We all assume that insurance companies have incentive to keep healthcare costs down.  We’ve all been there, trying to get something covered, with limited time and know-how, fighting and arguing while an insurance company refuses to pay.  As the Affordable Care Act was introduced, there was legislation passed requiring insurance companies to pay out 85% of the money that was collected in the form of premiums, otherwise they would have to return the difference.  Sounds like a great plan.  But in reality, it actually provides more incentive for insurance companies to pay out MORE, not less.  That way, there is justification to raise premiums and increase the 15% they are allowed to keep.  If you’re feeling nauseous right now, you are not alone.  Corporate hospital systems and pharmaceutical companies have no incentive to lower costs.  Insurance companies no longer have any incentive to lower costs.  So who’s getting screwed in this scenario?  I’ll let you connect the dots.  

So how do we break this addiction to insurance?

So how do we break this addiction to insurance?  Well, for one, start by reading your policy.  What kind of restrictions are placed on how, where, or from whom you receive your care?  If you disagree with it, start tapping into your consumer power and drop insurance companies that are controlling you.  Next, start shopping!  When you need a medical service, a medication, or procedure, start asking questions about cost and quality.  Look for alternative, independently owned businesses that offer fair cash prices.  If patients are empowered consumers, it won’t take long (I’d say nanoseconds) for people to notice that the same MRI costs $4000 at one place, and $400 at another.  The free market will force competitive prices and higher quality.  Start paying for your medical care and rely on your insurance only for the catastrophic events.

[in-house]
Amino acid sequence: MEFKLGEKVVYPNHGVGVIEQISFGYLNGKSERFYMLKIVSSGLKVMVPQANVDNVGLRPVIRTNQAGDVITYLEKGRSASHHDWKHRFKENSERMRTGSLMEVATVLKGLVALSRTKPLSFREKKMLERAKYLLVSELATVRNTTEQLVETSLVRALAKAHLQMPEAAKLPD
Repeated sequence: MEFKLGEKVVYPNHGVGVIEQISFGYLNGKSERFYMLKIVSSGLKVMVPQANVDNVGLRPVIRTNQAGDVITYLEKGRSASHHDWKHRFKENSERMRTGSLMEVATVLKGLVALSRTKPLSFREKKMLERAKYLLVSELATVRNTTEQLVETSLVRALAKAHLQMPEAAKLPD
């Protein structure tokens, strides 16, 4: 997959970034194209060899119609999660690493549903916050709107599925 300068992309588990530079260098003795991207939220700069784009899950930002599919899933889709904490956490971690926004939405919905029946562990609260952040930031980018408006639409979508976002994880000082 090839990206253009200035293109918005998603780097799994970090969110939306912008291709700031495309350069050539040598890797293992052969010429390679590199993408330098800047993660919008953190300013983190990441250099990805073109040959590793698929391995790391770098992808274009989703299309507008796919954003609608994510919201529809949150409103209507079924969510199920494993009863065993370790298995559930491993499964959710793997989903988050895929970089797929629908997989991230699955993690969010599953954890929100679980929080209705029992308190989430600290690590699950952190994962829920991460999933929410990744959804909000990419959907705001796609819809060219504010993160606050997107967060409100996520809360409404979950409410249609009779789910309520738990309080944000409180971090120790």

We have no problem planning ahead for our household or car repairs.  Medical care is an expense - a very important one.  Plan accordingly.   

Happily, insurance free with Direct Care

I myself am a family physician and business owner.  I was determined to create a primary care practice that did more than just ‘sick care’ while making it affordable and accessible to everyone.  I built a yoga studio into the practice with daily classes and have an herbal pharmacy that I use to mix medicinal herbal teas for patients.  There is access to discounted labwork and generic medications (80-90% savings on the average cost).  Patients see me whenever they need and have direct access to my advice via text and email.  They have time to talk, ask questions and collaborate to come up with a plan for optimal health.  Patients pay a flat monthly fee of $60/ month ($20/ month for children, up to the age of 18).  Happily, insurance free.  This model, called Direct Primary Care, is gaining traction all over the country. Just look for a local DPC doc near you!

About Author:

Dr. Catherine M. Krouse - board certified family physician, Founder of Lotus Family Practice, LLC Direct Care practice located in Falmouth, ME.  Dr. Krouse is committed to providing the tools and support that allow patients to heal on many levels.  “Every person is unique in their experience and thus requires a unique path to health and healing.” ~ Dr. Krouse

About Editor:

Kat Quinn, MBA is a digital health start-up specialist with a focus in HealthIT and Direct Primary Care (DPC) start-ups and co-founder of, social media's leading DPC voice.  Her primary objective is to successfully launch digital health start-ups and Direct Care practices through Sheep Guru's DPC Startup mentorship-driven incubator program. Her passion is health and wellness, and she is an advocate for empowering the doctor-patient relationship.